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Beit Ariela Tel Aviv 

David Oppenheim's library 

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Ets Haim Amsterdam 

The Föhse Collection  Wuppertal 

Germania Judaica Cologne 

Germania Judaica in the  Museum Ludwig 

Isaak Olschanski Library  Cologne  

Jewish Library Mainz

A Jewish scholar‘s library 

The Hebraica & Judaica  Collection of Frankfurt  University Library 

Jewish Archival Survey Ukraine 

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Leo Baeck Institute 

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Library of the Israelitische  Cultusgemeinde Zurich 

Library of the Jewish Museum  Frankfurt 

Library of the Jewish  Theological Seminary New York 

Library of Judaism in  Buchen/Odenwald 

Library of the  Liberal Jewish  Community  Hanover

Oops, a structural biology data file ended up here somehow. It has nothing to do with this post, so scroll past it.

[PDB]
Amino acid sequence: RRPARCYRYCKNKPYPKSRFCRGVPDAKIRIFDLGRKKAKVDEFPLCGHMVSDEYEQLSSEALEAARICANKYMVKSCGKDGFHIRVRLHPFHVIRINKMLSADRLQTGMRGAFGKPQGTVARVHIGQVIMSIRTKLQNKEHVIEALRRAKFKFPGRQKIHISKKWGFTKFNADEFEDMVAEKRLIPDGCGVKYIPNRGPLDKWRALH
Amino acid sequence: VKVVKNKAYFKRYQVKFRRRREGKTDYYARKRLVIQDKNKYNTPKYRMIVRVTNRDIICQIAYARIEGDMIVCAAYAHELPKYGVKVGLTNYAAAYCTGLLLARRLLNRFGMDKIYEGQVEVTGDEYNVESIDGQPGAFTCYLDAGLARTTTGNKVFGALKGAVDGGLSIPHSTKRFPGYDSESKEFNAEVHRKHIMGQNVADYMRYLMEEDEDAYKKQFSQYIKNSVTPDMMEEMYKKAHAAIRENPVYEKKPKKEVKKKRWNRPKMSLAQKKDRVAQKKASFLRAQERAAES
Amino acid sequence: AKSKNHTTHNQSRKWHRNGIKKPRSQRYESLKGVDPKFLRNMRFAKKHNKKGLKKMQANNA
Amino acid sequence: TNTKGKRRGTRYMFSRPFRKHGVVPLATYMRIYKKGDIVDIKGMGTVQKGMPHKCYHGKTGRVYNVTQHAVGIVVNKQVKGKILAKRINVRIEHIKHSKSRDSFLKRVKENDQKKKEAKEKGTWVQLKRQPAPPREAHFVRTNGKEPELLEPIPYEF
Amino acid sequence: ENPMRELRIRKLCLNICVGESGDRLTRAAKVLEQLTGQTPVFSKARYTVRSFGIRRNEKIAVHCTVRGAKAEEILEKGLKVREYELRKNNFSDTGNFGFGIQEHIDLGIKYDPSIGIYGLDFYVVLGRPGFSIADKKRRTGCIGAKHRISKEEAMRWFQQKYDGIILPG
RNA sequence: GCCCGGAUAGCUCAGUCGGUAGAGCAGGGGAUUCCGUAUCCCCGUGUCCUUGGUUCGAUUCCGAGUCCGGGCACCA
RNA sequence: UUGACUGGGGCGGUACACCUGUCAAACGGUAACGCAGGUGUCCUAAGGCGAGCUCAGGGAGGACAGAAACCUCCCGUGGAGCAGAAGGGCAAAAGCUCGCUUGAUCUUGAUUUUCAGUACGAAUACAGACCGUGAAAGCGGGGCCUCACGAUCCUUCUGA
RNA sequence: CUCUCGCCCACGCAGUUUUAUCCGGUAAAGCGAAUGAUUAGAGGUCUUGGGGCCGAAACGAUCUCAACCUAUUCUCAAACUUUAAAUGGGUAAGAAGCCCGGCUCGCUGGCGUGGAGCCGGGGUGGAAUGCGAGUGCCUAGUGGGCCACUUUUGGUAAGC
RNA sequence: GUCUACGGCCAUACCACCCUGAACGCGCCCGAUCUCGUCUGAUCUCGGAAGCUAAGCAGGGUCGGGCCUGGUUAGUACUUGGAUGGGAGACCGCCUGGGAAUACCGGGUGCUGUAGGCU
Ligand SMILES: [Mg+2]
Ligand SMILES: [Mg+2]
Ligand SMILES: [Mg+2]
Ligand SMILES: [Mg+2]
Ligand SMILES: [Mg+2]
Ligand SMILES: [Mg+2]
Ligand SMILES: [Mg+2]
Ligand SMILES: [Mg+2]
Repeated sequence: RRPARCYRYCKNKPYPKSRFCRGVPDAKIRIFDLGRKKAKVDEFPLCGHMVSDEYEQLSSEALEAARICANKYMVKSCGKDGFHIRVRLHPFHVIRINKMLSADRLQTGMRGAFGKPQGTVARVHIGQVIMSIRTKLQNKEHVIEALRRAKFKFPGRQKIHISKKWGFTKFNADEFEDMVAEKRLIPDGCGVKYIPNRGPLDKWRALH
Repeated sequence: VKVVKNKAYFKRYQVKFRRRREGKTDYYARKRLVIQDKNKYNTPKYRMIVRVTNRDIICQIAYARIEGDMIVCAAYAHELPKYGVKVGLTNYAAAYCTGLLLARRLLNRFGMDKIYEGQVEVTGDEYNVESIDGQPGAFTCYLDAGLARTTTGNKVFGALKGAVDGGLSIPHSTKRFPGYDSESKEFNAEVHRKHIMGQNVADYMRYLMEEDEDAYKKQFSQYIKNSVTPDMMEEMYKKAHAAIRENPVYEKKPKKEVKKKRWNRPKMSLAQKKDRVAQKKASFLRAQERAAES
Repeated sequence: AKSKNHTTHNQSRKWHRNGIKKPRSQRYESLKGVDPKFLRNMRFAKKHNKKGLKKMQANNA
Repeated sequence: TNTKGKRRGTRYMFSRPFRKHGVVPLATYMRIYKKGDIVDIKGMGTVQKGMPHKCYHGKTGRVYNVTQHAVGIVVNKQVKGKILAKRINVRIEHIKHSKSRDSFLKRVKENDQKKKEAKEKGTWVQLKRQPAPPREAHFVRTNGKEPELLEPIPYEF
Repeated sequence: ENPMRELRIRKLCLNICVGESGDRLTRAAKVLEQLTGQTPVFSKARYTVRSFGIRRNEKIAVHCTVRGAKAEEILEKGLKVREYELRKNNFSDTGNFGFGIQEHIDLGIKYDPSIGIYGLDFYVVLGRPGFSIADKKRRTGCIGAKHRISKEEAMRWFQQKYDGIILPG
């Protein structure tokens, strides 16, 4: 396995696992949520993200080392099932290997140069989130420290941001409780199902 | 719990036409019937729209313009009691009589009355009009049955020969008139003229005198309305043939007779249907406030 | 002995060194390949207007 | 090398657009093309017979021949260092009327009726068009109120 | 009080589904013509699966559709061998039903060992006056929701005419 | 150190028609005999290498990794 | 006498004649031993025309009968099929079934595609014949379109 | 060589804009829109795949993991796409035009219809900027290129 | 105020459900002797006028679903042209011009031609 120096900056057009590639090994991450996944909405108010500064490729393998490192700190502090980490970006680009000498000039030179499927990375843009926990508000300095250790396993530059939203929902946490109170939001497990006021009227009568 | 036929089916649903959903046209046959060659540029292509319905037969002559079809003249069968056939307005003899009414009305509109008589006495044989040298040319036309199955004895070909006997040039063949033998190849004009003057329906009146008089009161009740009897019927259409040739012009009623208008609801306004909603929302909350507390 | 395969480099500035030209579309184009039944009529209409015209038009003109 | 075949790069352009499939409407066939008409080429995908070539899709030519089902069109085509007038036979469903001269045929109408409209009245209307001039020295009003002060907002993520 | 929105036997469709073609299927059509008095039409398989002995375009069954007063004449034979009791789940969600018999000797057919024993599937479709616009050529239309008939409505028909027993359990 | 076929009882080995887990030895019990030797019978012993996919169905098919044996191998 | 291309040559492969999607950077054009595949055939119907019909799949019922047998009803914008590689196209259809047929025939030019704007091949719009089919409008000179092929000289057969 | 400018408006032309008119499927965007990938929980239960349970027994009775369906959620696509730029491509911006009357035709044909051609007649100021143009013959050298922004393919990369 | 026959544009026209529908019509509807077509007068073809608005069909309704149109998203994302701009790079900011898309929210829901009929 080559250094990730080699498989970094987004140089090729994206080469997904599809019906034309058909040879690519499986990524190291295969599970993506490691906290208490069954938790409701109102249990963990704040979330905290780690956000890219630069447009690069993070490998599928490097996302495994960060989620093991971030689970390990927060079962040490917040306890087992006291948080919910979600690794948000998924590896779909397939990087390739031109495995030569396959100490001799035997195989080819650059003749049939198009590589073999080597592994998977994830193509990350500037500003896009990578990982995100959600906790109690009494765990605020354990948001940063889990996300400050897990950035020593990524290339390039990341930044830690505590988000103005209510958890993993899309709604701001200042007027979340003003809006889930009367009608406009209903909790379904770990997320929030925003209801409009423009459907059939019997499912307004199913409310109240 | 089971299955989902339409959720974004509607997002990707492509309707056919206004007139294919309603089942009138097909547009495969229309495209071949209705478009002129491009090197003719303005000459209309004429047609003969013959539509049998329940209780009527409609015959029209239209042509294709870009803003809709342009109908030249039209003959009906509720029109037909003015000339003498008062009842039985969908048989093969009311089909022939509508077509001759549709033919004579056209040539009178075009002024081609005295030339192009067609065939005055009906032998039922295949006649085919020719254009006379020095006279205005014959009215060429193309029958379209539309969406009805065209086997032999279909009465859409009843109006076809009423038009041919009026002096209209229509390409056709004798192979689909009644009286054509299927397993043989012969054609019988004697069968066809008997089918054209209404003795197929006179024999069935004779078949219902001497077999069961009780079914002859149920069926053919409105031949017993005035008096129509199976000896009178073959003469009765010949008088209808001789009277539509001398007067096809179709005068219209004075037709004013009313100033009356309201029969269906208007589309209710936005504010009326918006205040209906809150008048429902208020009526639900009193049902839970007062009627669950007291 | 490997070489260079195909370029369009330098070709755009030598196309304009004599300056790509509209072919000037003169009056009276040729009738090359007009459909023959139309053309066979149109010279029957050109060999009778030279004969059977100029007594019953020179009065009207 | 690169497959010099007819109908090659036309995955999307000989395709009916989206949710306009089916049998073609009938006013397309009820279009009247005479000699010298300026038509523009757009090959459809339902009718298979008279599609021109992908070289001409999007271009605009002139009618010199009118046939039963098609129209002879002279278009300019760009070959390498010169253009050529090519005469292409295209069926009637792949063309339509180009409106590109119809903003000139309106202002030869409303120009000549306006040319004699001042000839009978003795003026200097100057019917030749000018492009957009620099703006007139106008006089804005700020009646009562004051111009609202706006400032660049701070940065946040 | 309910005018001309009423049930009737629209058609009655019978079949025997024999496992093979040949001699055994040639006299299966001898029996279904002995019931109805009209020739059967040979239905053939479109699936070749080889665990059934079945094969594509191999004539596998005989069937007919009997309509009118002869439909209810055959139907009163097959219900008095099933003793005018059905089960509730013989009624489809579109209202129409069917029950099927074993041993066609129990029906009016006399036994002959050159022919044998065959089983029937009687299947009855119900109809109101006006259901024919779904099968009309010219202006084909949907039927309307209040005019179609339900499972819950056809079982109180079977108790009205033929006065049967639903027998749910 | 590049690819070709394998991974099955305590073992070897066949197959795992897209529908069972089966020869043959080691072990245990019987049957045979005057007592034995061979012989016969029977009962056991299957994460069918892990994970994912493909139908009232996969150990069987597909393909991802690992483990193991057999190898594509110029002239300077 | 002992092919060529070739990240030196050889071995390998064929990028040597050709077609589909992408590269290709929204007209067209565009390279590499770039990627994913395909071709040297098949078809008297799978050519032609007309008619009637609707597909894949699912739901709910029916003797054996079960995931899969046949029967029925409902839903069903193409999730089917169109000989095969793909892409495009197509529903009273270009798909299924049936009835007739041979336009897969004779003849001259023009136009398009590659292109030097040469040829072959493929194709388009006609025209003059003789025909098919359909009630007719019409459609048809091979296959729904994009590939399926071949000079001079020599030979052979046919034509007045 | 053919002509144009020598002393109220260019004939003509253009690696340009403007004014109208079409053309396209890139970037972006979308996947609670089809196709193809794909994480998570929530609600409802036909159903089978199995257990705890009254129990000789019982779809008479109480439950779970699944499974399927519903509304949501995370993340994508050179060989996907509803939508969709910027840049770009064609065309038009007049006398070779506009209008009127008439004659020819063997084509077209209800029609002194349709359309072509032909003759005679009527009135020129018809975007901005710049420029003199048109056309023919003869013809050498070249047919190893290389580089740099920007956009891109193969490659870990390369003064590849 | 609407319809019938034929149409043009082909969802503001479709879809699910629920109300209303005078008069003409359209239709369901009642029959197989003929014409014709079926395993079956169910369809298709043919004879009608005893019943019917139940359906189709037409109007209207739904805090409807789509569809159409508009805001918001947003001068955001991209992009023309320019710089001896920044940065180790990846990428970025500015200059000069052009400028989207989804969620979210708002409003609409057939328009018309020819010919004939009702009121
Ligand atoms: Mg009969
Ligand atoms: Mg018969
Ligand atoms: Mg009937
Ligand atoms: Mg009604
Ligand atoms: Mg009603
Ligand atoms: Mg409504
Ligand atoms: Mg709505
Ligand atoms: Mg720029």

National Library of Israel  Jerusalem 

Offenbach Archival Depot 

The Paper Brigade

The Richter Collection Cologne 

The Ringelblum Archives  Warsaw 

The Soncino Society Collection  Berlin 

Steinheim Institute Libraries  Essen 

Wiener Holocaust Library  London 


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  • Christiane Hoffrath

The Elise and Helene Richter Collection:The story of books is always the story of people

In 1942 the Viennese philologists Elise and Helene Richter sold part of their private library to the University and City Library of Cologne. Only a few months later the two sisters were deported to Theresienstadt (Terezin) Concentration Camp, where they died shortly afterward. For the next almost 70 years no one in the Cologne library realized that this particular acquisition counted as “cultural assets lost as a result of Nazi persecution” – i.e. Nazi plunder.

In the course of the 1950s, the library worked to catch up on the cataloging of its wartime acquisitions. However, the 1941 contract of purchase in the sum of 2700 reichsmarks between Elise Richter and Cologne Library Director Hermann Corsten – whose great interest was linguistics – was overlooked, and the books were listed as a gift. A bitter irony!